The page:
A Chat with The Kindest People (01.04.2021)

The Kindest People are continuing their string of conceptual albums with the sci-fi inspired Director’s Cut. The tracks of the album follow a filmmaker on his journey to expose the truth and packs a lot into each song. This is something the four-piece indie-rock band have become amazing at as they use slick melodics with catchy instrumentation to get you invested in the tale they weave. We sat down with band member Matthew Sykes to talk about the album, the concept, creative process and much more!

OSR: How did the band first get together?

Sykes: It’s been a long path to this line-up. Spencer and I started our first band in high school. I moved away for a little while, but when I got back he asked me to get together a band to play a couple of shows one weekend in 2015. We didn’t have a name, so we just named the band after a solo album I had out at the time and built our set around some of those songs. Everyone in that version of the band knew each other from high school. A couple of years later I met Evan Rice at a party where we spent most of the night talking about The Beatles and sharing music from each other’s bands. I joined his band, Demon Waffle, and that’s where I met their drummer, Matt Dougherty. When our drummer left The Kindest People, he was an easy fit to add to the group and we’ve had that line up ever since.

OSR: Your album Director’s Cut followers a filmmaker on his journey to expose the truth of human anxieties, how did you come up with the concept of the album?

Sykes: Not really being able to play shows the past year has amplified a lot these feelings for us, as I’m sure it has with most musicians. We didn’t want to come out with something that was just overtly sad, so this theme allowed to explore some of these feelings without really dragging people down. We also just liked the idea that these negative feelings came from aliens and no one knows but this director. The movie he’s making is supposed to expose the truth that no one around him seems to know.



OSR: This is the latest album in a string of concept albums, what prompted this series?

Sykes: For me, concepts help with the writing process. Sometimes you don’t even know what the concept is going to be until you write a few songs and start moulding them to a narrative. It gives you a framework to write within and helps move the songs and lyrics in a unified direction.

OSR: There is a sci-fi influence to this album, how did you bring this out in the music?

Sykes: We used a few effects and old samples in a few songs, but most of it shows up in the lyrics. We just tried to make sure each song had some clear reference to this “film” we were writing about.

OSR: What was your creative process for the album?

Sykes: This is one of the first albums we’ve made where we rehearsed and wrote the songs as more of a unit. Before, songs were a little more rigid in structure and I would come to the band with demos and that was pretty much it. This time around, I brought ideas to the band and we fleshed them out in practice. Since we weren’t playing shows, we never had to worry about the next setlist or gig. We just created whatever wanted.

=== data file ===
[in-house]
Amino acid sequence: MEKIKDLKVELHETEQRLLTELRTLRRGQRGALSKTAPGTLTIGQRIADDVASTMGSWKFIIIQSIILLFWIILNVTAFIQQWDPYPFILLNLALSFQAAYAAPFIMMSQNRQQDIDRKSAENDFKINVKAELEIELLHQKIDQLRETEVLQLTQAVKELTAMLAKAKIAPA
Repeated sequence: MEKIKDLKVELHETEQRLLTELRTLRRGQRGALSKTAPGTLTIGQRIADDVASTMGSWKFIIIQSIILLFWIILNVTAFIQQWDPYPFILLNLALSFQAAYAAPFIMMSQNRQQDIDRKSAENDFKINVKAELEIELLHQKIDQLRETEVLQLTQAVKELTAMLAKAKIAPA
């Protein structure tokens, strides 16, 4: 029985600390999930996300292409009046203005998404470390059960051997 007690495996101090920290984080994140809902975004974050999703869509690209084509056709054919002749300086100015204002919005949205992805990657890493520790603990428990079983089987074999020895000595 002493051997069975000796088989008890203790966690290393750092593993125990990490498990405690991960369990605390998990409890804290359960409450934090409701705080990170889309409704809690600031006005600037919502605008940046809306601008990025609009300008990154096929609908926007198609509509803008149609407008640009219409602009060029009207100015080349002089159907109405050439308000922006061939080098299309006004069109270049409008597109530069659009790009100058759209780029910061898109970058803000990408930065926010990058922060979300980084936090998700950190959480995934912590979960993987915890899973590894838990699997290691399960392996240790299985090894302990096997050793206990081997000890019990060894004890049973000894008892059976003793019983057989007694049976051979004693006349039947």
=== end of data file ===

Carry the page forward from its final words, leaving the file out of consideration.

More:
OSR: When the band started, did you know what sound you wanted or has this evolved over time?

Sykes: There’s definitely some specific influences that are present in a lot of our songs, but we’ve really tried to make sure each new album has a unique sound to it. Starting off, we were a little more on the surf rock side, but things have changed a lot, at least to us, over time.


The Kindest People

OSR: Alongside the album, you have created a music video for the track ‘Ride Passenger’, what prompted this?

Sykes: We really wanted something to match the album visually for the single and add another layer to the concept. Making a video of what I imagined this movie would look like helped bring the whole project together.

OSR: How did you approach the making of the music video?

Sykes: We bought some camera app for my phone and ordered the worst looking alien costume we could find online. We sort of had a narrative with the agents chasing the alien, but it was mostly us just finding shots we thought looked cool and mixing it with some footage of the band playing the song.

OSR: If the band were pack animals what would you be and why?

Sykes: Jackasses. We’re kind of loud and obnoxious but we work hard.

OSR: What else can we expect from you in the coming year?

Sykes: We’re currently working on our fifth album. It’s written and we’re about to start recording it. We’ve spent the earlier part of the year upgrading our home studio, so this new record should sound better than anything we’ve made. We’ve also been doing a weekly series on YouTube and Facebook called ‘Live at The Ranch’. Each week we record and film one of our songs live at our practice space and release it online. Those come out every Monday. Hopefully, some fun shows later in the year with all these new songs we’ve been writing. We just really want to get back to doing gigs.


Thanks to Matthew Sykes for chatting with us! You can find more about The Kindest People on their Facebook, Twitter, Instagram and Spotify.

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